Before this could take place, however, liberals had to challenge the complex structure of voting restrictions which disfranchised the majority of blacks, poor farmers, laborers, and others who stood to gain the most from New Deal reforms. As the first step in a campaign to increase the electorate, the SCHW spearheaded a drive to abolish the poll tax. This led to the establishment of the National Committee to Abolish the Poll Tax (NCAPT), directed by Virginia Durr. The NCAPT built a nationwide network of support and succeeded in getting anti-poll tax legislation passed by the House of Representatives several times. But each time the House approved the bill, Southern senators successfully filibustered to defeat it.
Toward the end of World War II, efforts to mobilize liberal Southern voters were invigorated by the establishment of the Congress of Industrial Organizations Political Action Committee (CIO-PAC). Low voter turnout in 1942, CIO analysts thought, contributed to the election of the most conservative Congress in more than a decade. This threatened the gains made by labor under the New Deal. Clark Foreman, who directed CIO-PAC's affiliate, the National Citizens Political Action Committee (NCPAC), observed that too many Americans still failed to understand "the relationship of politics to food, clothing, and shelter."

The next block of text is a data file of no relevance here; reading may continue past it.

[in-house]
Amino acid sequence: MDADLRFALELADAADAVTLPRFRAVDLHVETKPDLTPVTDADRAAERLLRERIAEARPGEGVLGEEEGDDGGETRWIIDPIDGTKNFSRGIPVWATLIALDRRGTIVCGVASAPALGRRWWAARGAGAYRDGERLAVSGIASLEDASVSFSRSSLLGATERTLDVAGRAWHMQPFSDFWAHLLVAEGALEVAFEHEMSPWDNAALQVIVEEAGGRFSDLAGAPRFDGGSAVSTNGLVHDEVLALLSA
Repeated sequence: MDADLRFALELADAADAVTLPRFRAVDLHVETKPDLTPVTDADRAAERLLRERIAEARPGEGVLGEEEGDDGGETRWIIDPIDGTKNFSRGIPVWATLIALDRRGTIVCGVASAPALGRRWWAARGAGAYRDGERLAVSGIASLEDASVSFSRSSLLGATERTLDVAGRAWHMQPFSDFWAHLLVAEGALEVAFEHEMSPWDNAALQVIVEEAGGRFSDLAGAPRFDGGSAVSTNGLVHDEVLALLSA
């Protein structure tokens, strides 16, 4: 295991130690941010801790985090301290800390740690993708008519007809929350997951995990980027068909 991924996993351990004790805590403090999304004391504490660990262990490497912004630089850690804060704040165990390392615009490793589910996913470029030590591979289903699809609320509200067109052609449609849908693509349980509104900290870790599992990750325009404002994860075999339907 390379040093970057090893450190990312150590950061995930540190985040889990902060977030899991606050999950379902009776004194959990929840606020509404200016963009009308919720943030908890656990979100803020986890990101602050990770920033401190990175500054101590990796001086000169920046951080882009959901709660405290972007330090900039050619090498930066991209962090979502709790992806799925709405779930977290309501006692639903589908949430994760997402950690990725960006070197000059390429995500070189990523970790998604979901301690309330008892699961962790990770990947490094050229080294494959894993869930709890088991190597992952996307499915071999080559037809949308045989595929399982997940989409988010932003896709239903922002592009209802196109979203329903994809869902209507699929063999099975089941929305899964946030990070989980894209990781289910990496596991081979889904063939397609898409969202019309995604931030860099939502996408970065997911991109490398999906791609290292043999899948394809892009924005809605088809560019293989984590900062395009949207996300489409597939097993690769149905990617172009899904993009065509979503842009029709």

With their sights set on the 1944 election, CIO-PAC and NCPAC initiated a nationwide voter education drive. In many cities, CIO-PAC moved registration booths right into the factories. This campaign was a huge success; several conservative congressmen and senators who were opposed by CIO-PAC went down to defeat in the primaries. And one of the most prominent conservatives, Martin Dies, head of the House UnAmerican Activities Committee, declined to run in the face of organized CIO opposition. Political analysis credited the PACs with causing a much larger voter turnout than expected, and this was critical to Roosevelt's re-election.
Clark Foreman and James Dombrowski, one of the founders of Highlander Center (see S.E. July/ August 1982), took leave from SCHW to work with the PACs on the successful 1944 campaign. After the election, CIO-PAC and SCHW formally joined forces in a nationwide voter education and registration drive. With financial assistance from the CIO, SCHW established state offices throughout the South to organize liberals and labor around a program of social and economic reform. The focus on expanding the electorate faced a two-fold challenge: to overcome legalized voter restrictions, and to break through the tradition of not voting.